Wednesday, December 8, 2010

Rape and Wikileaks

This morning, I woke up, checked twitter, and had this:
Rape is being used in the #Assange prosecution in the same way that women's freedom was used to invade Afghanistan. Wake up! #wikilieaks
by Naomi Klein staring at me. It galled me so much I sent my first "@" reply to someone marginally famous, and went on with my day. But my mind kept returning time and time again to this idea, the idea that Assange is being railroaded as a way of getting to Wikileaks. And what it came down to is this: I don't care.

Don't get me wrong, I'm more or less okay with Wikileaks as an organization. This last round of leaks left me fairly unimpressed, as it was mostly just gossip; and the leaks before that about the Afghanistan war effort had the potential to place the American troops on the ground in danger and I was definitely angry about that. But at this point, I find the idea behind Wikileaks to be something worth exploring. And Tom Merritt is right when he says, "It is not against the law to publish this information." In that sense, going after Julian Assange more vigorously than any other person accused of the same crime is exactly what Naomi Klein is saying: Assange has attracted more attention for this particular, often overlooked, crime because of who he is and because of what website he runs. But Klein is completely incorrect in asserting that we should wake up to this reality, and that because Assange is being pursued in such a manner we should defend him and decry the pursuit itself. Instead, the question we should be asking isn't why is this particular case getting so much attention, but why aren't all of the other cases out there getting taken as seriously?

This is an issue completely separate from a defense of Wikileaks. We can discuss whether or not the application of these charges were politically motivated. We can discuss if this is a tactic being used to attack Wikileaks. We can discuss how unbalanced the application of this law may be. What we cannot do, what we should not do, is defend Assange based on the unbalanced application of the law because he may be doing something we find admirable in other quarters. Whatever you think of Wikileaks as an organization, I think we can all agree that if its spokesman and editor-in-chief has charges brought up against him, he should stand trial.

This, right here, is what makes rape an insidious crime. Those we admire, those we respect, we tend to minimize, deflect, or outright deny such a charge against them. What we as a society have got to come to realize is that a rapist can do good in other areas and still have raped someone. A rapist can be someone who does works we admire. A rapist can be someone whom we have previously respected, and whose political and ideological beliefs mirror our own. Which is why an organization or political thought should stand alone, divorced from its most vociferous defenders and/or creators. Wikileaks needs to stand or fall on its own merits, and we need to defend or decry Wikileaks on its own merits (or lack thereof). What we cannot do is excuse Julian Assange from even having to defend himself against a charge because such a charge may hurt his organization. Which is where Klein is wrong again. Yes, women's freedom was used as a battle cry in Afghanistan. Yes, it was the wrong cry, not in the least because we have done a piss poor job of securing the safety and freedom of women since entering Afghanistan. But Julian Assange may have actually committed rape. And there are laws against rape. And he can and should be charged with the crime. This isn't some nebulous "protect teh women" battle cry.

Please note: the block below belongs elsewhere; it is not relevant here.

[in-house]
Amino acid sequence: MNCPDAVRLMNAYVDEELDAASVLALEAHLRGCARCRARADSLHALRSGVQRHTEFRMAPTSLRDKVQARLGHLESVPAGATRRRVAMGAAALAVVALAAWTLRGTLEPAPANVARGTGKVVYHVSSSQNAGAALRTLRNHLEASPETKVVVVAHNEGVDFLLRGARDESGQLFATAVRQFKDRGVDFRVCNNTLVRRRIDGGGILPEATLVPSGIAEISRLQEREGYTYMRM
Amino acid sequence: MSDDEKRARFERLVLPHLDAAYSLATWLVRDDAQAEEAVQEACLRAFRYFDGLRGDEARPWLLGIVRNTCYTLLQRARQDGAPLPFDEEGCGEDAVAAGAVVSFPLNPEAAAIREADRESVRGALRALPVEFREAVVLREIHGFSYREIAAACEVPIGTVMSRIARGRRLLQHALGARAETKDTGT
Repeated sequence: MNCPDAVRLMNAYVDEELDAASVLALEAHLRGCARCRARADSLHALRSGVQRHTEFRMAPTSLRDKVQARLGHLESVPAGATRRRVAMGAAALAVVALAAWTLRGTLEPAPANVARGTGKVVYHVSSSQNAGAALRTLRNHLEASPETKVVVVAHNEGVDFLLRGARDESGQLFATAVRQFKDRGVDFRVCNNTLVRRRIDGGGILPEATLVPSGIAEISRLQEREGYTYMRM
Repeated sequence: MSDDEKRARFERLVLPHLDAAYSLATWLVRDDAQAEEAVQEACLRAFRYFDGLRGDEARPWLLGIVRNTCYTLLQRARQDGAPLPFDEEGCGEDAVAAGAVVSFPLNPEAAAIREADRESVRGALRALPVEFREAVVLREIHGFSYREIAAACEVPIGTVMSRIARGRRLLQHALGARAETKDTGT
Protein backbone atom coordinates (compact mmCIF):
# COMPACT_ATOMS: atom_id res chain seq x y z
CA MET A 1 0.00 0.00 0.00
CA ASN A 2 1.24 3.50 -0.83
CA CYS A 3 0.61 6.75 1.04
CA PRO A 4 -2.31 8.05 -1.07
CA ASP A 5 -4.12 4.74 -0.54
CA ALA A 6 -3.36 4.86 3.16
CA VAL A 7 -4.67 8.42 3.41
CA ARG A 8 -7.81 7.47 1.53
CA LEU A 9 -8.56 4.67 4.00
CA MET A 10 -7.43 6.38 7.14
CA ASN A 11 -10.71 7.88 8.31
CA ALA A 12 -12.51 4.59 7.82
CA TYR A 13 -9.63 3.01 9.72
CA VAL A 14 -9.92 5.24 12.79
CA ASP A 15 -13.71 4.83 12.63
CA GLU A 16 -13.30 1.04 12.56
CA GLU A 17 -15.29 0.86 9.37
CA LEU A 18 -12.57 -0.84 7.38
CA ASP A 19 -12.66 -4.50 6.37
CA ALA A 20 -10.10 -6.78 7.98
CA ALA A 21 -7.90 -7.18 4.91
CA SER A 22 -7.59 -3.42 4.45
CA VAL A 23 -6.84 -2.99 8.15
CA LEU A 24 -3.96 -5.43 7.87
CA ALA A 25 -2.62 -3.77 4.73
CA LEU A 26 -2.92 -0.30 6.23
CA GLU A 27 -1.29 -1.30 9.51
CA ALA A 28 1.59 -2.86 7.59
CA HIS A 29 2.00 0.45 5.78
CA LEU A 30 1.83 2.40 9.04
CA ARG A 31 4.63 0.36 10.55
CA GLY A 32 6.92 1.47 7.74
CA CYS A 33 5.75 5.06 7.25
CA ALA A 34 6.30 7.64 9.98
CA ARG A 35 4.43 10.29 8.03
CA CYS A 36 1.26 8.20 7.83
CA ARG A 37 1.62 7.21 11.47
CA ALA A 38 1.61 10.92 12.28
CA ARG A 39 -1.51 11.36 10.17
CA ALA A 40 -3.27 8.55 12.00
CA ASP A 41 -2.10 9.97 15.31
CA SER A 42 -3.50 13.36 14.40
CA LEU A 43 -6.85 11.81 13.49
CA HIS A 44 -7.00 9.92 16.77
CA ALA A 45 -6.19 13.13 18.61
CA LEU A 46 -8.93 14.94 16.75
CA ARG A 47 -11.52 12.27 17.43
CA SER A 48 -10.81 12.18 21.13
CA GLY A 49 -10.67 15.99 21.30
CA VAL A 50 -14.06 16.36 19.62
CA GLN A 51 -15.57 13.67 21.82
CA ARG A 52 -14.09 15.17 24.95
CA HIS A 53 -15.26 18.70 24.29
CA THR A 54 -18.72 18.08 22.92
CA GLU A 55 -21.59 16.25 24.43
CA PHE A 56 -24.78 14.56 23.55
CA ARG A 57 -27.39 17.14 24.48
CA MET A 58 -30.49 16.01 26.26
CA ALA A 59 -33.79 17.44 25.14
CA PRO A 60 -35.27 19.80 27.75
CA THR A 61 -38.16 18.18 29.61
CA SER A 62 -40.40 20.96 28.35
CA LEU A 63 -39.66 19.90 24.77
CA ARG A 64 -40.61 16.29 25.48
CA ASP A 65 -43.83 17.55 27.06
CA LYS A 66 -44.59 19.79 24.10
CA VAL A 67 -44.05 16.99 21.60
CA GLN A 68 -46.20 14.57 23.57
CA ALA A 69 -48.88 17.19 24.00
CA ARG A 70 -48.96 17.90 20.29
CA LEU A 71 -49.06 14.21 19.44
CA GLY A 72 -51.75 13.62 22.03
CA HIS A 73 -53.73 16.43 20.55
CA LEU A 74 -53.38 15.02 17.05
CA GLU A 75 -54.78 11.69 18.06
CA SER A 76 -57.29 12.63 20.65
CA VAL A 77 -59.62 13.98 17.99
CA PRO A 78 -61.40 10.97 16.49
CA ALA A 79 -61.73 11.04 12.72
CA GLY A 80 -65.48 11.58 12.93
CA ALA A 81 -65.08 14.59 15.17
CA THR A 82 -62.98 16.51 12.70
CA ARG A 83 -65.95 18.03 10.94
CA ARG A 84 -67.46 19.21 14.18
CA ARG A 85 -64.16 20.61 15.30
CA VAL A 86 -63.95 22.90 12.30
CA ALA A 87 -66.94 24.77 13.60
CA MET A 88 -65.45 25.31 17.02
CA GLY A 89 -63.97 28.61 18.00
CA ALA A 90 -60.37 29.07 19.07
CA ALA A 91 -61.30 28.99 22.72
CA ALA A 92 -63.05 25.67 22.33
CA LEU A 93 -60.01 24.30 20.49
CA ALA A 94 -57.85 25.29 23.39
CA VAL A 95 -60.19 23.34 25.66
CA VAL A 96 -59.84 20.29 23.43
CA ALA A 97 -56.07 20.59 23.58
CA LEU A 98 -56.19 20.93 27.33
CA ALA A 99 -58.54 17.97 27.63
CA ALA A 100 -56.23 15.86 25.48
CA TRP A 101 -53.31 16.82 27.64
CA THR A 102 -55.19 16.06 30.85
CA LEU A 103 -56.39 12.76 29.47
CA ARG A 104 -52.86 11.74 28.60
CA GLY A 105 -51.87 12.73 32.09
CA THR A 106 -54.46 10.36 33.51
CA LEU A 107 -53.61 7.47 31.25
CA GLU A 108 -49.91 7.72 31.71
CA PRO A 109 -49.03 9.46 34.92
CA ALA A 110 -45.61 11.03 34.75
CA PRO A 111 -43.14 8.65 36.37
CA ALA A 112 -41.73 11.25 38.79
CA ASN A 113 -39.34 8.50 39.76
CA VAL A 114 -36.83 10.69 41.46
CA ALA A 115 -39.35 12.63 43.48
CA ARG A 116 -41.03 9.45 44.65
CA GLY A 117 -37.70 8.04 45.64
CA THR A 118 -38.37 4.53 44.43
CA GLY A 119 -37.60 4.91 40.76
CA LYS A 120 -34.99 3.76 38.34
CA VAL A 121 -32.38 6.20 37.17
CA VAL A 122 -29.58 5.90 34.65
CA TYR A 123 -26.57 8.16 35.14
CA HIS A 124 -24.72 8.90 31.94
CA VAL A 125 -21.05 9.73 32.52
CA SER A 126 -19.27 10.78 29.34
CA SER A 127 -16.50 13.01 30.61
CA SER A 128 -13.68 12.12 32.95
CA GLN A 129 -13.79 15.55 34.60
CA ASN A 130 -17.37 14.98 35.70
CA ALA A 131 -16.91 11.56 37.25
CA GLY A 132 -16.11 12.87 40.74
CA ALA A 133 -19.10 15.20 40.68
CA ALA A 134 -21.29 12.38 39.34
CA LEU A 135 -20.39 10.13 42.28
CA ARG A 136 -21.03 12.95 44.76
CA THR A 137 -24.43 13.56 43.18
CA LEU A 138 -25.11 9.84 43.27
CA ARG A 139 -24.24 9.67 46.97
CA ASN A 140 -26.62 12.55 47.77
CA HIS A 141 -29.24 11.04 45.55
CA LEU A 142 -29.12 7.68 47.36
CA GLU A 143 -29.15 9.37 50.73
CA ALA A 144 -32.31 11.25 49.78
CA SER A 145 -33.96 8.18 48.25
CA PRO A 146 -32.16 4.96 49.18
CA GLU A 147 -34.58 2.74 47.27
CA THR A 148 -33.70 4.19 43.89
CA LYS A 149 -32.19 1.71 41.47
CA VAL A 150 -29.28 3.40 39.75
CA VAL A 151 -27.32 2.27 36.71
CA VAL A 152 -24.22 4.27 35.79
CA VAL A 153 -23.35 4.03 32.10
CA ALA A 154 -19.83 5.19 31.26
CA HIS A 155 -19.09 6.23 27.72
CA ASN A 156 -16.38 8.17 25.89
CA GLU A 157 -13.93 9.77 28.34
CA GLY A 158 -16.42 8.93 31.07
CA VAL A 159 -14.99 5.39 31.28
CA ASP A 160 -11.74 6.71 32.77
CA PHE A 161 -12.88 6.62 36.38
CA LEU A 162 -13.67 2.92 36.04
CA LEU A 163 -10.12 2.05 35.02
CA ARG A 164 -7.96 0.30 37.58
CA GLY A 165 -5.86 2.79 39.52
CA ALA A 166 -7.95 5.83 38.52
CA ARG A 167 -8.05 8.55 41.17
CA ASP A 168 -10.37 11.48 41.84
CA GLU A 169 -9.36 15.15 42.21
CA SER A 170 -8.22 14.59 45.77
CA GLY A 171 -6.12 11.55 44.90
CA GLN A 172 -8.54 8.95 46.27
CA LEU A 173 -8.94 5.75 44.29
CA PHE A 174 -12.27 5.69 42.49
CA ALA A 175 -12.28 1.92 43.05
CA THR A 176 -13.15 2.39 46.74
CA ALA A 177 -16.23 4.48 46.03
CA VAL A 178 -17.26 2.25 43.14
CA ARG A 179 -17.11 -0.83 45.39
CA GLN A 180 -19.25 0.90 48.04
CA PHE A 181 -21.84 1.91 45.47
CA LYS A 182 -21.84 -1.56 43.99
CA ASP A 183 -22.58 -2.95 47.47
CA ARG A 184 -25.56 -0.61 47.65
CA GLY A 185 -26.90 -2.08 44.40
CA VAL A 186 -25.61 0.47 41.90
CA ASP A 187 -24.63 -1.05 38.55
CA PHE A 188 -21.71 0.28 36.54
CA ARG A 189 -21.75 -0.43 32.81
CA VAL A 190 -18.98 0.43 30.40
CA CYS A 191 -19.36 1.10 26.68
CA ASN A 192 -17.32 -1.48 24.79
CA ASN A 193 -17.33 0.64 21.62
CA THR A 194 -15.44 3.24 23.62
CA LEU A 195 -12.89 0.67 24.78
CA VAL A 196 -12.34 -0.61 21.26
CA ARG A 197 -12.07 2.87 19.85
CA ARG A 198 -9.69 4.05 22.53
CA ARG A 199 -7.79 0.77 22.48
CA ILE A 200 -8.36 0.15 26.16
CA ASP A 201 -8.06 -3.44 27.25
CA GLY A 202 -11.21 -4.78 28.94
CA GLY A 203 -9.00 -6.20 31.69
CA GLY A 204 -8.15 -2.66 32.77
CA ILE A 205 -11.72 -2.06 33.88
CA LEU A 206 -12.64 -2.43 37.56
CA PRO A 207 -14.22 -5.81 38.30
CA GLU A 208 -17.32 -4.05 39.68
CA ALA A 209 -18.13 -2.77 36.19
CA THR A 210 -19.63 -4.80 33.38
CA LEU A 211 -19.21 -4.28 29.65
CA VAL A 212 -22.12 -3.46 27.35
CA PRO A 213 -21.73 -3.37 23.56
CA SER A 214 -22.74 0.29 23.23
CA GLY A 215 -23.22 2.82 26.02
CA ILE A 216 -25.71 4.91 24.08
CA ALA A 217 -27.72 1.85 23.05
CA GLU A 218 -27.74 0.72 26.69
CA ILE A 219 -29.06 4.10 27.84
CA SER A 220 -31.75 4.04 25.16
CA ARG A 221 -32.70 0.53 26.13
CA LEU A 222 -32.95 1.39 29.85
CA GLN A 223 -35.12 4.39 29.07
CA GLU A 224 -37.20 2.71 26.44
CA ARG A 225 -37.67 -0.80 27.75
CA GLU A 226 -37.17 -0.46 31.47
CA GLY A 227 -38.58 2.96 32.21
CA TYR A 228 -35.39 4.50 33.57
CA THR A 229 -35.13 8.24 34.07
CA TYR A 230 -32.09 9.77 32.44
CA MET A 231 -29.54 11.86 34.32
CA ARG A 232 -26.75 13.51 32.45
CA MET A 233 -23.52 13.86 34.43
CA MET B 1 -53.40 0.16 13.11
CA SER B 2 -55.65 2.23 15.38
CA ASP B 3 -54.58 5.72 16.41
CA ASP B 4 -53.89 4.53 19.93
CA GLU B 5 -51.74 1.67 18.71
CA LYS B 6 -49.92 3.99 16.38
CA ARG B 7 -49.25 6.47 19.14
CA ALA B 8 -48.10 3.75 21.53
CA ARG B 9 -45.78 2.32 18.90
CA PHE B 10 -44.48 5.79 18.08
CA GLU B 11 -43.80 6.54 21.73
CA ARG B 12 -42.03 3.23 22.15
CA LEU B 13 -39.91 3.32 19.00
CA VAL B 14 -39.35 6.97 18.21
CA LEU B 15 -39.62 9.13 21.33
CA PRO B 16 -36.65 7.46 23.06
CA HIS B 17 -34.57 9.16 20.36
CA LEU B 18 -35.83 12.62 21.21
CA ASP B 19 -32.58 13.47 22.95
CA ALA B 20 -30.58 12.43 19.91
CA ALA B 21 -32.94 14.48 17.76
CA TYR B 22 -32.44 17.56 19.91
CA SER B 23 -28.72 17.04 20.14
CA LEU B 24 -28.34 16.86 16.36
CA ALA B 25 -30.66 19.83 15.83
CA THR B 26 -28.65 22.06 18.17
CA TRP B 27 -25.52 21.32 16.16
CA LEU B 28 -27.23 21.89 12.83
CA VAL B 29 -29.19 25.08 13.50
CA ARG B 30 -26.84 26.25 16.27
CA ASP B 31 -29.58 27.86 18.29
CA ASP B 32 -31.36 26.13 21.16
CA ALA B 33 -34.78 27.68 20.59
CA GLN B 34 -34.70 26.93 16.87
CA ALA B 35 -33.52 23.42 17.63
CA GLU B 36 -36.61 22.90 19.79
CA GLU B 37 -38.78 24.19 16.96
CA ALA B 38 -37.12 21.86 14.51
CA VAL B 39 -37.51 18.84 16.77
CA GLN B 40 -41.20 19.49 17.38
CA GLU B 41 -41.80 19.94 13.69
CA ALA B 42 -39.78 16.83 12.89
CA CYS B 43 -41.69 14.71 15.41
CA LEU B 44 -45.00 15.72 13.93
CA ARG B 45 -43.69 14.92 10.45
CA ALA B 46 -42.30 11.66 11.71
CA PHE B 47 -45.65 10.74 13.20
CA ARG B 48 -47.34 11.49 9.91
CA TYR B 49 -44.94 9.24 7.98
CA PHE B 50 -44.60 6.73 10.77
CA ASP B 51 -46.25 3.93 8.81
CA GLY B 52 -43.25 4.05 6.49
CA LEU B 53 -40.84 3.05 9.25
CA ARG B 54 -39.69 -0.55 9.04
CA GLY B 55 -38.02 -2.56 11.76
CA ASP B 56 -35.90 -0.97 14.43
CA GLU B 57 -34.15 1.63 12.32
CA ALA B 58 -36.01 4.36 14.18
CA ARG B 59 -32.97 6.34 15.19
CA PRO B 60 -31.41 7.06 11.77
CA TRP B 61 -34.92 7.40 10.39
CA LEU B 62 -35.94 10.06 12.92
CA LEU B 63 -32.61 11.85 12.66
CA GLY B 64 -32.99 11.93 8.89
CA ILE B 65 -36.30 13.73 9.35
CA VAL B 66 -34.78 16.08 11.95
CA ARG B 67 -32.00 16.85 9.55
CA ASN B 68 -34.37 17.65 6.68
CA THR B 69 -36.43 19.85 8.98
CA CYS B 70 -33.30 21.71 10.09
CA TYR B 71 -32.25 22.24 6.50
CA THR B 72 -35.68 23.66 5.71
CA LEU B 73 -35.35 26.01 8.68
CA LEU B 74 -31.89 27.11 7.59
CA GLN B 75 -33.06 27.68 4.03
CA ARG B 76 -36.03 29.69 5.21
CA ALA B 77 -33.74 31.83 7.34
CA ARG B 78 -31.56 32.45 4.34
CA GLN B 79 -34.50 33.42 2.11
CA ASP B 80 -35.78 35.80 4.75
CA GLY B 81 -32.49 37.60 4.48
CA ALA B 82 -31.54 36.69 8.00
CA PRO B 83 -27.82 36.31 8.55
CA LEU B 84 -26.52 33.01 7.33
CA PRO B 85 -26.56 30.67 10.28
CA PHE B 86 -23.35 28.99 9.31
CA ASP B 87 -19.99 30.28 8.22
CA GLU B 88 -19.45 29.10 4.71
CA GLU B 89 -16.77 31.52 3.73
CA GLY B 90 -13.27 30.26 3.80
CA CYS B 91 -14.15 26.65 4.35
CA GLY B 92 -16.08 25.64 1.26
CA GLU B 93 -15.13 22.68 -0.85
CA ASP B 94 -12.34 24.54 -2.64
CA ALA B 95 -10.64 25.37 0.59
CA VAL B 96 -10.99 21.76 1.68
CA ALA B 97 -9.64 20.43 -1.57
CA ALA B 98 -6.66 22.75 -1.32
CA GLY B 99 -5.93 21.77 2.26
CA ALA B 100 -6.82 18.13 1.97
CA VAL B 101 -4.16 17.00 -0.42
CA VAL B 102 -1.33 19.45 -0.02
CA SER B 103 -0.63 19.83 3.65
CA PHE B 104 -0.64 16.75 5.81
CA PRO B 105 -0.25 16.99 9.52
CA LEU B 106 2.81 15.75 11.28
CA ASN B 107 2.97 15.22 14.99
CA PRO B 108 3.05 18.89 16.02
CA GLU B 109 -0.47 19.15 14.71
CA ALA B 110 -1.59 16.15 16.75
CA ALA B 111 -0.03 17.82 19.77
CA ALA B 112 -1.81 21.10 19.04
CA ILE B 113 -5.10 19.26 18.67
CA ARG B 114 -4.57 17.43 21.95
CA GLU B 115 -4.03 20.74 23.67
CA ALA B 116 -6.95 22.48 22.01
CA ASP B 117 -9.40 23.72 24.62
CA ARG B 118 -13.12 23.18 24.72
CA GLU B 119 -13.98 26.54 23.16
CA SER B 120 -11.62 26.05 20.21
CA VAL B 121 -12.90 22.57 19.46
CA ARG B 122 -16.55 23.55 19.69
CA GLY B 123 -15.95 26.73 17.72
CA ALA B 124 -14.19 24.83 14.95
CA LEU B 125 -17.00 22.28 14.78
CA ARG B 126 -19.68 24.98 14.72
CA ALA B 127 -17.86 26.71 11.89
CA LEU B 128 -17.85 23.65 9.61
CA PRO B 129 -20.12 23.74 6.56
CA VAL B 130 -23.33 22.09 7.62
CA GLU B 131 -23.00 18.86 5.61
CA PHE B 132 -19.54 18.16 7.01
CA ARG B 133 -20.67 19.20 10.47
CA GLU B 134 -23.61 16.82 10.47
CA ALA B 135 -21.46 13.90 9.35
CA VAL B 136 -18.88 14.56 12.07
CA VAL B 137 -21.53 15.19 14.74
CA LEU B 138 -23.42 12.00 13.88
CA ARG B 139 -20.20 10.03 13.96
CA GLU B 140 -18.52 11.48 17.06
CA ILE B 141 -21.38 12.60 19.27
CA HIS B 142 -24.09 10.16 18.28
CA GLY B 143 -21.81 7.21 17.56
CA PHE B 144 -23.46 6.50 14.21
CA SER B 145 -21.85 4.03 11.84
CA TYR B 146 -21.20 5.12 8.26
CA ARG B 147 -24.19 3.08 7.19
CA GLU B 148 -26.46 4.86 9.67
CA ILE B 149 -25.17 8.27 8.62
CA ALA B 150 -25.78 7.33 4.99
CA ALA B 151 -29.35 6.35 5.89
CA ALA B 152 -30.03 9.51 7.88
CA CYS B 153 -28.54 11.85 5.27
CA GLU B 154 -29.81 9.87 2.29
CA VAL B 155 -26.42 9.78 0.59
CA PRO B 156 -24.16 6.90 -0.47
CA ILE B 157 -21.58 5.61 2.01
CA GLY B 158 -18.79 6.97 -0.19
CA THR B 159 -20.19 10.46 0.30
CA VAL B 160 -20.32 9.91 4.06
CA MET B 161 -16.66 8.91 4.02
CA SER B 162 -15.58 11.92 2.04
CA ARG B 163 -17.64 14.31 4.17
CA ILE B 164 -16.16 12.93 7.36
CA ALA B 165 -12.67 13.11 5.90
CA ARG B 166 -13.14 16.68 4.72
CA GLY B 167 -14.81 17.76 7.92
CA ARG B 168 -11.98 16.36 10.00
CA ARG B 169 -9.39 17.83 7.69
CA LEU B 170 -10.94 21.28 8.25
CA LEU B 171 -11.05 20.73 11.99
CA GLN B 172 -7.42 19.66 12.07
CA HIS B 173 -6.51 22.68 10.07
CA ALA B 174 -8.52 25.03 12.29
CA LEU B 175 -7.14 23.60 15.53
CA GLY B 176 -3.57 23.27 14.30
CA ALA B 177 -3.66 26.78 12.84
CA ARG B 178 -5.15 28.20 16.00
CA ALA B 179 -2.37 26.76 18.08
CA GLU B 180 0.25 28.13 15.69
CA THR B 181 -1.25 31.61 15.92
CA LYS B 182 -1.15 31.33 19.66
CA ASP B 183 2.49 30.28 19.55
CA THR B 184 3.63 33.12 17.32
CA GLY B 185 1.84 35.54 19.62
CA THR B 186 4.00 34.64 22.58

I don't know if Julian Assange is or is not a rapist. I know he is being held in connection to a crime. I know that the support he is receiving from Klein is, to be frank, beneath her. As Jessica Valenti highlighted, one of the charges facing Assange is not merely that he had sex with a woman without the condom she required but that he engaged in sexual intercourse with a sleeping woman. That last one? That's describing rape, pure and simple. It's rape, because a sleeping woman does not have the ability to consent to sex. These two women deserve their day in court. If their accusations are true, they deserve every measure of justice that can be awarded to them.

It is a shame that Wikileaks can be undermined because its editor-in-chief and spokesperson is alleged to have committed an act of sexual assault. But it isn't our shame. It is Assange's own, and it is a bed of his making. Our shame comes from the fact that we do not take every allegation of rape seriously. Our shame comes from the fact that we leave rape kits untested, that we victim-blame, that we use horrifying and damaging excuses like "women don't do that" or "boys will be boys" or "what were you doing there, anyway". Our shame comes from the strange idea that to assent to one sexual act is to assent to all sexual acts, that anything less than "no" is "yes", that enthusiastic consent is too hard a criteria to meet, that enthusiastic consent is not sexy because it makes sex into a negotiation. Sex is a negotiation. Sex is about communication. Sex is about boundaries, about which ones can be crossed by whom and when. Sex is about recognizing that if your partner wants sex with a condom, you'd better damn well put on a condom. Sex is about recognizing that if you don't have an already established understanding that starting while your partner is sleeping is both okay and relished, you can't do that. Sex is about stopping when your partner asks you to stop, tells you to stop, for whatever reason zie does so.

Our shame is that people feel comfortable defending Assange because that we are taking this particular sexual assault seriously deviates from the norm.

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